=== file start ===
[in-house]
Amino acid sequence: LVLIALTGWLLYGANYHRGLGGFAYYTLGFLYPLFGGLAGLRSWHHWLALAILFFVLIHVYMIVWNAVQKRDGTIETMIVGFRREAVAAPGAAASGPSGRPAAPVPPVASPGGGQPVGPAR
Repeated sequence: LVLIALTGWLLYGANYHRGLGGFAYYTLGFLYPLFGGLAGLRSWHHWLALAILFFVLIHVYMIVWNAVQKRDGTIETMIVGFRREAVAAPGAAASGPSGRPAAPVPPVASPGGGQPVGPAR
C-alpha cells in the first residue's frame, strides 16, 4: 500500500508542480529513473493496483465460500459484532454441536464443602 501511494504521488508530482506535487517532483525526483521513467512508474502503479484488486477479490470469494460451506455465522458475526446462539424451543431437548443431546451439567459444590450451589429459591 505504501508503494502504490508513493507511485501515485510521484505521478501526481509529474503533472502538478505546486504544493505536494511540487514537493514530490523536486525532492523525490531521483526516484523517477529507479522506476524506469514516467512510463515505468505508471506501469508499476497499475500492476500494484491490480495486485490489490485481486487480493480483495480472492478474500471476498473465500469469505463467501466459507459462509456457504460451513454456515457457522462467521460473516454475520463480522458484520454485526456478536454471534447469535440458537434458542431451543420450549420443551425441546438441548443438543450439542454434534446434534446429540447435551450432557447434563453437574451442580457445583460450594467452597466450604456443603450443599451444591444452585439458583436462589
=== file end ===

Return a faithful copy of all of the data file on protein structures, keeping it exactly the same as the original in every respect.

[in-house]
Amino acid sequence: LVLIALTGWLLYGANYHRGLGGFAYYTLGFLYPLFGGLAGLRSWHHWLALAILFFVLIHVYMIVWNAVQKRDGTIETMIVGFRREAVAAPGAAASGPSGRPAAPVPPVASPGGGQPVGPAR
Repeated sequence: LVLIALTGWLLYGANYHRGLGGFAYYTLGFLYPLFGGLAGLRSWHHWLALAILFFVLIHVYMIVWNAVQKRDGTIETMIVGFRREAVAAPGAAASGPSGRPAAPVPPVASPGGGQPVGPAR
C-alpha cells in the first residue's frame, strides 16, 4: 500500500508542480529513473493496483465460500459484532454441536464443602 501511494504521488508530482506535487517532483525526483521513467512508474502503479484488486477479490470469494460451506455465522458475526446462539424451543431437548443431546451439567459444590450451589429459591 505504501508503494502504490508513493507511485501515485510521484505521478501526481509529474503533472502538478505546486504544493505536494511540487514537493514530490523536486525532492523525490531521483526516484523517477529507479522506476524506469514516467512510463515505468505508471506501469508499476497499475500492476500494484491490480495486485490489490485481486487480493480483495480472492478474500471476498473465500469469505463467501466459507459462509456457504460451513454456515457457522462467521460473516454475520463480522458484520454485526456478536454471534447469535440458537434458542431451543420450549420443551425441546438441548443438543450439542454434534446434534446429540447435551450432557447434563453437574451442580457445583460450594467452597466450604456443603450443599451444591444452585439458583436462589